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Forty Days of Dissent

news-2Anti-Abortion protestors picket Planned Parenthood for more than a month
With summer ending and tourists making the return voyage home, Santa Cruzans might notice a new fixture on one downtown street—a mass of anti-abortion protestors.

These protestors are part of an international effort called 40 Days for Life, whose mission is to “draw attention to the evils of abortion” with 40 days of prayer, fasting, vigil, and community outreach, according to the organization’s website. The website also boasts that this season of anti-abortion picketing will be the largest pro-life movement in history.

This year, protestors involved with 40 Days banded together for the first time on Sep. 22 to stand in solidarity against abortion. The organization has been holding vigils since 2007, but this autumn marks the organization’s largest campaign yet with 238 participating locations, one of which, for the first time, is Santa Cruz.

The protestors have converged outside Santa Cruz’s Planned Parenthood chapter on Cedar Street in Downtown Santa Cruz, in the same parking structure that houses the weekly Farmers’ Market, and plan to continue to do so until the 40 days are up on Oct. 31.

“We’re all locals here,” says Jeff, one of the organizers of the Santa Cruz 40 Days outfit who wished to go by only his first name. He said that most of the group networked in local churches. “We’re coming to God to pray for an end to abortion,” he says, “and our second goal is to communicate to the community that we have a pro-life community here in Santa Cruz based on the sanctity of life and that we can provide an alternative to abortion.”

Jeff emphasizes that he and his fellow protestors support alternative services to abortion. “We’re not anti-abortion, we’re pro-life,” he says. “We stand for the sanctity of life. That includes medical care, healthcare, aid for the infirm and for the elderly. But right now, right here, we’re looking at sanctity of life for the unborn. It all starts with us as human beings.”

Others are concerned that having picketers outside of Planned Parenthood, which provides a wide range of reproductive and healthcare services for both men and women, could discourage people from seeking the organization’s services. Planned Parenthood is training volunteer escorts, who will accompany those seeking Planned Parenthood’s services safely to the clinic and past the protestors. Anyone looking to donate or volunteer can find more information at ppmarmonte.org.

The 40 Days protesters say that they support Planned Parenthood’s dedication to healthcare, but maintain their stance against abortion. “If Planned Parenthood wasn’t doing abortions, we wouldn’t be here,” says Jeff.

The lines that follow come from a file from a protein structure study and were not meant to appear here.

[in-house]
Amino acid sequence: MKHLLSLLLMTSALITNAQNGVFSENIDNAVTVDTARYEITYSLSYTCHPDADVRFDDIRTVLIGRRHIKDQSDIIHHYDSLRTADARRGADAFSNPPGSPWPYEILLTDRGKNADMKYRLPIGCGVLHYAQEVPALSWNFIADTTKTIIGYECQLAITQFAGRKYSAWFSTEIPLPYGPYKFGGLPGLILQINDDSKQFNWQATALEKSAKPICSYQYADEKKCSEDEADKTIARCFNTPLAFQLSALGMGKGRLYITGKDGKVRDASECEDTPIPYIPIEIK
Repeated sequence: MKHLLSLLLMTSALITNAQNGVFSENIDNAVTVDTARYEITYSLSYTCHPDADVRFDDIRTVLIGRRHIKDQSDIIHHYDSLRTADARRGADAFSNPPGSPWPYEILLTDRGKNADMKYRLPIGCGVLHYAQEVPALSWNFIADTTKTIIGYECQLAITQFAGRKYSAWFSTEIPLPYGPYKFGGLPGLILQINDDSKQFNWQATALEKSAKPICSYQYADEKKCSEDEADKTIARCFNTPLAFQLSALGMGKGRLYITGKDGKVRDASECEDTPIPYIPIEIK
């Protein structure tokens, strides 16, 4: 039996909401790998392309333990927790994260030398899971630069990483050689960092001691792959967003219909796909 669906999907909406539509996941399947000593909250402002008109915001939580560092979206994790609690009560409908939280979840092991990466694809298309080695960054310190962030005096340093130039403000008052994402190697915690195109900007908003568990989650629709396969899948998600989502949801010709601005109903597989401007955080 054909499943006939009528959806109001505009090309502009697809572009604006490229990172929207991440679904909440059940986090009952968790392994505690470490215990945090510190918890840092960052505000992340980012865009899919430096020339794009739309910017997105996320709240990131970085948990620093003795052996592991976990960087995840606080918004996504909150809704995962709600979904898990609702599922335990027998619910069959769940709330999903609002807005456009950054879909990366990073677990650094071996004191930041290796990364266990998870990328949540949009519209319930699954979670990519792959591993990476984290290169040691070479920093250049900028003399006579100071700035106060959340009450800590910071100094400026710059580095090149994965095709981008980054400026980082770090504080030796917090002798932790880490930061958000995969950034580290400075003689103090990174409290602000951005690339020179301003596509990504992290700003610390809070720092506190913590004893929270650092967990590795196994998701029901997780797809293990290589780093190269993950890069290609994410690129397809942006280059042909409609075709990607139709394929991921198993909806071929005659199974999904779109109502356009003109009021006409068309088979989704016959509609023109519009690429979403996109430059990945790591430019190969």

Jeff, who wears dark sunglasses and carries an informational 40 Days poster, says that civilian reaction has been mixed.  “It’s been about 50/50,” he says. “I measure reaction in terms of thumbs and fingers, and on the first day, we got about 50 percent thumbs and 50 percent fingers.

The 40 Days effort has also ignited spontaneous counter-protests by concerned locals. One of these counter-demonstrators, Sal, who also gave only his first name, says he plans to continue picketing alongside the 40 Days members for the duration of the 40 days, provided that the protestors remain for that time. “Their numbers already seem to be dwindling and it’s only day two,” he says.

Planned Parenthood is staying strong in light of the protestors. According to the Associate Director of Public Affairs for the Silicon Valley/Coast Planned Parenthood Mar Monte Fran Linkin, “Patient privacy and safety is very important to us. The local police have been in touch with all parties and we are confident that staff and patient safety will be maintained. Our focus is not on the protestors, but rather on providing high quality, affordable, and compassionate care for our patients.”

Linkin also calls attention to the diversity of treatments offered at Planned Parenthood, other than abortion. “Over 97 percent of the services that Planned Parenthood Mar Monte provides are preventive health care services,” he says. “We do more in one day to prevent unintended pregnancies and the need for abortion than the groups that protest against us do in a lifetime.”

Comments (1)Add Comment
Why attack homeless protesters but not anti-abortion ones
written by John E. Colby, October 10, 2010
This is an odd incongruity in the City's response to political protest. The SCPD worked overtime to criminalize the homeless protest at City Hall, resorting to well known psychological warfare techniques like bright lighting and music to attack sleeping homeless protestors.

Yet these other protestors, who have homes and are considered respectable citizens, are allowed to squat on municipal property for 40 days without sanction.

My conclusion is that the City Council considers homeless people to be bereft of the right to petition the government, e.g. the right to peaceful political protest. How regressive can Santa Cruz be?

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